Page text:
Effect of Lack of Sleep on a Person’s Weight
How does lack of sleep affect our health? Experts agree that adults need 7 to 9 hours of sleep every night in order to perform well in everyday tasks and stay healthy. That means we get to sleep 33% of our life time. But we rarely think of it that much until we are unable to get the right amount of sleep and see the consequences on our health.
When we don’t get to sleep the needed number of hours per day, the time will come when it’s like having accumulated debt that we can’t repay. Most often, we are unable to sleep longer to make up for all the lost hours of sleep. Eventually, some people develop insomnia. How do you know you have insomnia? There are four symptoms associated with insomnia: difficulty falling asleep; waking up too early but can’t get back to sleep; frequent waking up; and waking up in the morning but not feeling refreshed.
Lack of Sleep and Being Overweight or Obese
According to research, failing to have enough hours of quality sleep is associated to certain health problems. One of which is the problem of being overweight and obese. Here are the reasons why this is so:
Lack of sleep causes the body to burn less calories.
The American Journal of Clinical Nutrition published a study that showed normal sleepers have 5% higher resting energy expenditure than those who lack sleep. Resting energy expenditure refers to the number of calories burned by a body at rest. So, normal sleepers burn 20% more calories after eating a meal than those who lack sleep.
Lack of sleep encourages late night snacking.
If you don’t sleep at night right away, you’re likely tempted to eat a snack. That is why some University of Pennsylvania researchers found that people who sleep from 4 am to 8 am gained more pounds than those who sleep from 11 pm to 8 am. Probing into the routines of sleep-restricted subjects showed that instead of sleeping, they ate 550 calories of food from 11 pm to 4 am. That translates to gaining over one pound per week.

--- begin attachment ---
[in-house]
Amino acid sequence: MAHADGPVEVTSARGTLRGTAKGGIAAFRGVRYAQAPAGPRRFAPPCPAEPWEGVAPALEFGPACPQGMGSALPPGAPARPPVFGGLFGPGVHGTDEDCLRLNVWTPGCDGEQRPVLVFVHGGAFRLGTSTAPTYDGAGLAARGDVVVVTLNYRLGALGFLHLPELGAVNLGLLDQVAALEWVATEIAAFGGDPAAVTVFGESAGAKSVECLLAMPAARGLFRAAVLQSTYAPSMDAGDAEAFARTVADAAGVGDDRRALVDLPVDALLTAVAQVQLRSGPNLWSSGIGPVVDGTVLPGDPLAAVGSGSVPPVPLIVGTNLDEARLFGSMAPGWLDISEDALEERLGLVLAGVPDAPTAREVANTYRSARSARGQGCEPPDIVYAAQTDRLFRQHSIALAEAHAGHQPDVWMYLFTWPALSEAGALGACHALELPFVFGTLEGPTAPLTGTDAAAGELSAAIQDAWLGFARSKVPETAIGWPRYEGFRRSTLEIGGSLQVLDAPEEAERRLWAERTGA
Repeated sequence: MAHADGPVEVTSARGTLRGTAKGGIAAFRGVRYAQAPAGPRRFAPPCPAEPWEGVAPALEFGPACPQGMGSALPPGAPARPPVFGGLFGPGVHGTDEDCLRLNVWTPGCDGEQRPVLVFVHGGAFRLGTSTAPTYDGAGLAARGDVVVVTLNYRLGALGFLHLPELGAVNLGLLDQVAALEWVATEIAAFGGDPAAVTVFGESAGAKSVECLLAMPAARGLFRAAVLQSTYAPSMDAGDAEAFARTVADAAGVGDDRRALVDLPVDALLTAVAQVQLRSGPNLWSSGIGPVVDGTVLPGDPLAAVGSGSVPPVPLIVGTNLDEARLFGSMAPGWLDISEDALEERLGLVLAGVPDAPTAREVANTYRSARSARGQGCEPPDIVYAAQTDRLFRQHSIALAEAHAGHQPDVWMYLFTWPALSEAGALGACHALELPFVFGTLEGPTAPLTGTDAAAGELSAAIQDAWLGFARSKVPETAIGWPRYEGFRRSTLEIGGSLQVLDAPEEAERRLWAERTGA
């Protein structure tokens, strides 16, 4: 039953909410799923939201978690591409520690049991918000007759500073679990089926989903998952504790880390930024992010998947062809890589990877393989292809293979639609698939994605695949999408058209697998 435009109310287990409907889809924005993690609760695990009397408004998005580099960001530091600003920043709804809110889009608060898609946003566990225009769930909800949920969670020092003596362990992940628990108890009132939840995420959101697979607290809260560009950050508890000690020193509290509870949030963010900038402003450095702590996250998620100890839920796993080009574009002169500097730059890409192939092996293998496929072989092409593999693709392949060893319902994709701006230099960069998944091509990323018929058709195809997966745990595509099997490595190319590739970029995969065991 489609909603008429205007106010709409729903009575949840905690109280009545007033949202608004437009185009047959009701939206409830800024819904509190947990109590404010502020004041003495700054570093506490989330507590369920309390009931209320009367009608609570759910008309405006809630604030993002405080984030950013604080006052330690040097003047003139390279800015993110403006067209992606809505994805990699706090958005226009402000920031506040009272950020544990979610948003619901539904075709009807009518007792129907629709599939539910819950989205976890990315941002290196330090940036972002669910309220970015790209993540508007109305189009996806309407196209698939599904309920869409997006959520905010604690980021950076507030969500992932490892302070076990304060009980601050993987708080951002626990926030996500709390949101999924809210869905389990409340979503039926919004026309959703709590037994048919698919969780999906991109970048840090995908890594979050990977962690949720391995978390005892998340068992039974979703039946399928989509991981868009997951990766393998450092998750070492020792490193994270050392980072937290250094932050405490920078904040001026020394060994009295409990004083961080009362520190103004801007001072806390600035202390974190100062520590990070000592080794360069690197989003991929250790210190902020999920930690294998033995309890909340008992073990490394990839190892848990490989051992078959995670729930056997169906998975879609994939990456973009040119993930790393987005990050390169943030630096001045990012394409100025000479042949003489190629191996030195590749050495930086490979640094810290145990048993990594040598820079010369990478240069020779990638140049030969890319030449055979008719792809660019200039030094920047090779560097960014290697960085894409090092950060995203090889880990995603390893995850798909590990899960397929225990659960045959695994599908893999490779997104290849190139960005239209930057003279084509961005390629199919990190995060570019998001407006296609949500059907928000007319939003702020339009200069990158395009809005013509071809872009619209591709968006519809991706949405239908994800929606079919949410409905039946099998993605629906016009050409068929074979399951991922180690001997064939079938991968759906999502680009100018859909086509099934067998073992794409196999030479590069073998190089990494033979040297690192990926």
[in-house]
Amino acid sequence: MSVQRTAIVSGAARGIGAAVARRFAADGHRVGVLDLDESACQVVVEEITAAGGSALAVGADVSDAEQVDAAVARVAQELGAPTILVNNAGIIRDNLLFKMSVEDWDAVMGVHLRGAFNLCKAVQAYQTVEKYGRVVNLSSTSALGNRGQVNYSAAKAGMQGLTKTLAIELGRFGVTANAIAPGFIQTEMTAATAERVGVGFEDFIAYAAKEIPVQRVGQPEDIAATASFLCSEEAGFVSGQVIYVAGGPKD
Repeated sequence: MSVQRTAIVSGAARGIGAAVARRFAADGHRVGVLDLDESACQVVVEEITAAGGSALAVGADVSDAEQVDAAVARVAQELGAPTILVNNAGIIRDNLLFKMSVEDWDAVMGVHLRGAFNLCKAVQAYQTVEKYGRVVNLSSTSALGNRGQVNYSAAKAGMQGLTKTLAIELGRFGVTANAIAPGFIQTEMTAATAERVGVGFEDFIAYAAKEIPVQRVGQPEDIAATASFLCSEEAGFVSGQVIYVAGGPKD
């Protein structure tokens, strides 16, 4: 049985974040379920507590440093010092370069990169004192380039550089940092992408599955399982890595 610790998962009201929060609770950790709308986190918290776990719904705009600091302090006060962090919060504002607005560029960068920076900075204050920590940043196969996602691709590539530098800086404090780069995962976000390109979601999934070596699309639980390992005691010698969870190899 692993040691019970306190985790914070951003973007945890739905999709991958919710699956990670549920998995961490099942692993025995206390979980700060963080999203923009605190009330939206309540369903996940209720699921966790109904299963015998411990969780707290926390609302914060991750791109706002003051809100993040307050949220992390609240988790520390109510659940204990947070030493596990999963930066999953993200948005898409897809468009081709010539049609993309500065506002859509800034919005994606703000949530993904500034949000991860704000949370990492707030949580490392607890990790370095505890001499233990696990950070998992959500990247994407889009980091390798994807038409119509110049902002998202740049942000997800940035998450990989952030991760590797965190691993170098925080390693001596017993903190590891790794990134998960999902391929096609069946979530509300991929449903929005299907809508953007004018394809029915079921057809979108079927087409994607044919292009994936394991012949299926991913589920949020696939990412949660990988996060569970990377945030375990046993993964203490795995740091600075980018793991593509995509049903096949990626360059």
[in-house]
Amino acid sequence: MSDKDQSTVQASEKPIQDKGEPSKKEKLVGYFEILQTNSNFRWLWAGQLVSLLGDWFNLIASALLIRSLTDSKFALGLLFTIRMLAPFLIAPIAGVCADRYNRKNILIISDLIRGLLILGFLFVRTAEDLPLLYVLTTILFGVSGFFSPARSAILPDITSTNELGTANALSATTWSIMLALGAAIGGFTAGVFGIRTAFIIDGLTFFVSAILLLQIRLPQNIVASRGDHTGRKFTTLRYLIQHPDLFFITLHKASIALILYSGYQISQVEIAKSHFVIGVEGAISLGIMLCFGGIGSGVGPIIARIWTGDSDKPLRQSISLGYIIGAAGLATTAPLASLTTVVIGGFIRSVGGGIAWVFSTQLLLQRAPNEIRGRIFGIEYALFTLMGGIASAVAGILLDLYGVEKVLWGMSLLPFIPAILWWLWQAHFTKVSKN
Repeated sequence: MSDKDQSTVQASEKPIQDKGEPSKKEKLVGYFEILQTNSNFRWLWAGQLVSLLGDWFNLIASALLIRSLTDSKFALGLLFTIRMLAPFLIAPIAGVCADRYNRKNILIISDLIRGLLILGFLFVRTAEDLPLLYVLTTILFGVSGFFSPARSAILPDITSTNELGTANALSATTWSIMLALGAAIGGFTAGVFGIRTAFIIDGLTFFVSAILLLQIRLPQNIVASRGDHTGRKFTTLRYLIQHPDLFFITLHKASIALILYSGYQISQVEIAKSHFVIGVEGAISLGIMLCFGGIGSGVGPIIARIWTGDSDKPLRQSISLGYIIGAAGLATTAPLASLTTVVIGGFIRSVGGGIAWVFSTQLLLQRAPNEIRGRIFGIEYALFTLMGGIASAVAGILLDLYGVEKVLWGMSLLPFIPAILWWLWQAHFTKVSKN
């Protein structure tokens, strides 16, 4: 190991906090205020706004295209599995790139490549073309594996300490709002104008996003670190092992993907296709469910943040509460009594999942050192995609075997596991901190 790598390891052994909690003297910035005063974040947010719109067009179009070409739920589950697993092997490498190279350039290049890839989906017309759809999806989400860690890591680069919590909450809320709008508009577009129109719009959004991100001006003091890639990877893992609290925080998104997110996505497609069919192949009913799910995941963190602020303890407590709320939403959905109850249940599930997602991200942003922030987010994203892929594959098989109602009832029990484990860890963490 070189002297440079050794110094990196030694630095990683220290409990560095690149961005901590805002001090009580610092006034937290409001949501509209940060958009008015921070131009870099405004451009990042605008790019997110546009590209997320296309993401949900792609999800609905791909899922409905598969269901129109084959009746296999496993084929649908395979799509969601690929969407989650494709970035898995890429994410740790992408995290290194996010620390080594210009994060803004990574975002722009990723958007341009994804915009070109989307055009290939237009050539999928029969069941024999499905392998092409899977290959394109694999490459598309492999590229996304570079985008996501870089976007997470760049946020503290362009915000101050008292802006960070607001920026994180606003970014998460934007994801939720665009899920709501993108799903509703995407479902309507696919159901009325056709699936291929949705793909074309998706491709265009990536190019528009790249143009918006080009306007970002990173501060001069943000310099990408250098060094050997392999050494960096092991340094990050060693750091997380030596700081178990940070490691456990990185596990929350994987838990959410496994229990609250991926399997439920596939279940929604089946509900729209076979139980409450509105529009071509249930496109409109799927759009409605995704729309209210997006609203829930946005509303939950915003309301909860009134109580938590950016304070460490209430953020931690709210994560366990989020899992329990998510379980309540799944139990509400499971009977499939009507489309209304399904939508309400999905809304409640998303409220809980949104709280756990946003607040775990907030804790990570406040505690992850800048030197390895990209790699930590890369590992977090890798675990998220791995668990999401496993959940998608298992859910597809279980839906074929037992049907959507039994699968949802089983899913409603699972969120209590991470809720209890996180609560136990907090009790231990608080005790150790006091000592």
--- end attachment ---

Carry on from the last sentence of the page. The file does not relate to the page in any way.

Lack of sleep increases appetite.
People who get used to eating bigger portions of food overeat and gain weight. Experts tell us that people who lack sleep tend to go for bigger portions when eating their meals. This may be related to the release of hormones called cortisol. Lack of sleep tends to increase a person’s stress level, which in turn unleashes the stress hormone cortisol. More cortisol in the system increases a person’s appetite. In addition, stress appears to cause a change in food preferences – picking high fat or high sugar foods. This may be because of activation of an area in the brain called insular cortex, which promotes impulsiveness to eat high calorie foods.
According to statistics, sleep-deprived people are 27% more likely to be obese or overweight. So, it’s very important to have adequate good sleep every night. It helps you to regulate your hormones and appetite. Hence you eat less and keep your healthy weight.
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